- Title: Italian PM Renzi addresses Democratic Party ahead of resignation
- Date: 7th December 2016
- Summary: ROME, ITALY (DECEMBER 7, 2016) (REUTERS) ***WARNING CONTAINS FLASH PHOTOGRAPHY*** CROWD GATHERING OUTSIDE DEMOCRATIC PARTY HEADQUARTERS VARIOUS OF RENZI SUPPORTERS HOLDING POSTERS READING (Italian): "RENZI IS MY PARTY SECRETARY" SUPPORTERS HOLDING PLACARDS READING (Italian): "PD GO BACK TO SCARING OFF THE RIGHT", "SECRETARY DON'T GIVE UP" AND "VOTE AS SOON AS POSSIBLE" MEDIA OUTSIDE PARTY HEADQUARTERS VEHICLE CARRYING ITALIAN PRIME MINISTER, MATTEO RENZI, ARRIVING AT PARTY HEADQUARTERS
- Embargoed: 22nd December 2016 18:11
- Keywords: Italy Democratic Party Prime Minister Matteo Renzi resignation
- Location: ROME, ITALY
- City: ROME, ITALY
- Country: Italy
- Reuters ID: LVA0015BVYR0N
- Aspect Ratio: 16:9
- Story Text: EDITORS PLEASE NOTE: PART LIVE STREAMING QUALITY
Italian Prime Minister Matteo Renzi thanked his party on Wednesday (December 7) during an address at the Democratic Party headquarters before heading to the presidential palace tender his resignation.
Renzi first vowed to step down on Monday (December 5) after a bruising referendum loss at the weekend with most parliamentary factions pushing for an early election in the spring.
But President Sergio Mattarella, whose powers include naming prime ministers and dissolving parliament, persuaded him to stay on until parliament approved the 2017 budget, which it did on Wednesday afternoon.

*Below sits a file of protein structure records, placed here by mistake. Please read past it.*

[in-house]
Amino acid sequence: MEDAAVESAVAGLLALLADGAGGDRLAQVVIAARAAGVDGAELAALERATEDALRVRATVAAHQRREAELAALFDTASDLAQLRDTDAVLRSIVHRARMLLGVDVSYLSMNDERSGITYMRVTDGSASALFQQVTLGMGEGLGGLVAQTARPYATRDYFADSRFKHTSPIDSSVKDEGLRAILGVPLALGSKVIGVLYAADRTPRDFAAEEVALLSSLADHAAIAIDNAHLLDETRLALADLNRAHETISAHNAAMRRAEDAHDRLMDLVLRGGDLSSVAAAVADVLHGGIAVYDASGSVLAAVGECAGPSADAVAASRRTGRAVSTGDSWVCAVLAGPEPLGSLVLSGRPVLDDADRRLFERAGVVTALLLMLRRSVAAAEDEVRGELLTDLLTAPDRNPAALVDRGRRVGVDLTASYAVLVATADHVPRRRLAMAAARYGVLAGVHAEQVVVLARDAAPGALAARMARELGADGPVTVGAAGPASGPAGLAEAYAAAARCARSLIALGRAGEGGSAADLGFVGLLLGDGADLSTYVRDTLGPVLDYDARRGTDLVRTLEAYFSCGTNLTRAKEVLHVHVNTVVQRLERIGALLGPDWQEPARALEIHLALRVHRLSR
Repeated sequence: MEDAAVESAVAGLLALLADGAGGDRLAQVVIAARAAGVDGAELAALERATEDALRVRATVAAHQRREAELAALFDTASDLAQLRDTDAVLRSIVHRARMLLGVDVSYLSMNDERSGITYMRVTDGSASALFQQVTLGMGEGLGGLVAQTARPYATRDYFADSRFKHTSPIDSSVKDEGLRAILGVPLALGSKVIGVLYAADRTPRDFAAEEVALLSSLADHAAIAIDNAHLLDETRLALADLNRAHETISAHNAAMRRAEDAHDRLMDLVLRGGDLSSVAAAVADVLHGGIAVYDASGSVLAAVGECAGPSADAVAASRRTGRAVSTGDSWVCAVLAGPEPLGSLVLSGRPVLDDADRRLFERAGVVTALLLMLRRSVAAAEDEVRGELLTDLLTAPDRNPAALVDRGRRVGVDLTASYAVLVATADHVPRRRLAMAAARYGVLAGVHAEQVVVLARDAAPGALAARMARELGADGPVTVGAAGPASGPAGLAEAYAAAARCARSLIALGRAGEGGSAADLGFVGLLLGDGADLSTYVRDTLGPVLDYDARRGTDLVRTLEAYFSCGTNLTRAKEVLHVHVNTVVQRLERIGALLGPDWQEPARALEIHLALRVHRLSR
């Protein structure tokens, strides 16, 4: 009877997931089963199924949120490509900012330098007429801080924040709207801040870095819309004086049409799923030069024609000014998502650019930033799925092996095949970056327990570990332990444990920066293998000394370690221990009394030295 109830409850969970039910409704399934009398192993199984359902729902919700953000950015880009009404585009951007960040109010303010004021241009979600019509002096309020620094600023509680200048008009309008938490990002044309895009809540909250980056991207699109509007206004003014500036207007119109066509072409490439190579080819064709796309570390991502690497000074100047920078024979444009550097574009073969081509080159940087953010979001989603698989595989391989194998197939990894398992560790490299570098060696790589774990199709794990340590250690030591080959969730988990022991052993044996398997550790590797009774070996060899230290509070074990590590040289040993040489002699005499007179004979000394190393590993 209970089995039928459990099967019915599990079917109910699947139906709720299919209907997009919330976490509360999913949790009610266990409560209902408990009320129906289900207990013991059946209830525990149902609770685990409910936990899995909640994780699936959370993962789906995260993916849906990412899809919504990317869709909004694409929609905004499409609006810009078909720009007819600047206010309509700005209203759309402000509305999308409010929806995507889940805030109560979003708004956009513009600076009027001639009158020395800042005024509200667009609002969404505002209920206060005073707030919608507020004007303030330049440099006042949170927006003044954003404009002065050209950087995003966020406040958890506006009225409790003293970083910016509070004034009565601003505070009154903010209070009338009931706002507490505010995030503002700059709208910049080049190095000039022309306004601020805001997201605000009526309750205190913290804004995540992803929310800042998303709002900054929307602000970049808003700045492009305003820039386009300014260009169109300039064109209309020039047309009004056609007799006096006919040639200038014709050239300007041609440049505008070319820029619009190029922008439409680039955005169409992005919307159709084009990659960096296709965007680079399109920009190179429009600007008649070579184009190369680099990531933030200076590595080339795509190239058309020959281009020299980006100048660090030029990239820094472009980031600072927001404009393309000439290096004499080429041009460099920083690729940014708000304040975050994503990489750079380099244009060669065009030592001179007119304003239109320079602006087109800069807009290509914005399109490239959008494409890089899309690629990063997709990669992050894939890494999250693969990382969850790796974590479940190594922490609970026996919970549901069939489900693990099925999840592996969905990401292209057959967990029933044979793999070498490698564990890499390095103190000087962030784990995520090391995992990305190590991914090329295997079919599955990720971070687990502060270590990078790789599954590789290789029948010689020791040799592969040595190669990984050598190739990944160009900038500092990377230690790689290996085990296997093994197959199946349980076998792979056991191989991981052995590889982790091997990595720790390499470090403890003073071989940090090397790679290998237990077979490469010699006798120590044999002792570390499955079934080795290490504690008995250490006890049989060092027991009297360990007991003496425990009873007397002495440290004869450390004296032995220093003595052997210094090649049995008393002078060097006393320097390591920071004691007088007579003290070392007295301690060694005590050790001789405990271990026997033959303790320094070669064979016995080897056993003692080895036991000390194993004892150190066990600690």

"An internal process clearly needs to take place and I think will be difficult. It will be very tough to have the clarity that the Democratic Party needs but I think we need to get to that after we have faced the government crisis that is about to officially unfold," Renzi told his party during his address.
The 41-year-old's decision to quit after less than three years in office dealt a new blow to Western governments still in shock from Britain's vote to leave the European Union and the election of outsider Donald Trump as president of the United States.
The political crisis sparked by the referendum coincides with a crisis in Italy's debt-laden banks, especially at its third-biggest lender Monte dei Paschi di Siena, which looks likely to require government intervention to survive.
Mattarella is likely to ask Renzi to remain in office in a caretaker capacity for an unspecified period, during which time he might end up having to resolve the situation at Monte dei Paschi.
Italy is not due to hold a parliamentary election before 2018. While there is a growing consensus that schedule should be accelerated by a year, Mattarella wants parliament to draft a new electoral law beforehand.
Both the anti-establishment 5-Star Movement and right-wing parties Northern League and Brothers of Italy are pushing hard for an early vote.
Silvio Berlusconi's Forza Italia and a left-wing minority inside Renzi's own Democratic Party (PD) want a new administration to be formed within the current parliament that would take charge until 2018.
The PD has the largest number of parliamentarians, so it is unlikely any new government could be formed without Renzi's backing.
Two PD sources said on Tuesday (December 6) that the party plans to support a government of national unity, which would have to include parties currently in opposition. If such a government is not possible, then the PD wants an early election, they said.
- Copyright Holder: REUTERS
- Copyright Notice: (c) Copyright Thomson Reuters 2016. Open For Restrictions - http://about.reuters.com/fulllegal.asp
- Usage Terms/Restrictions: None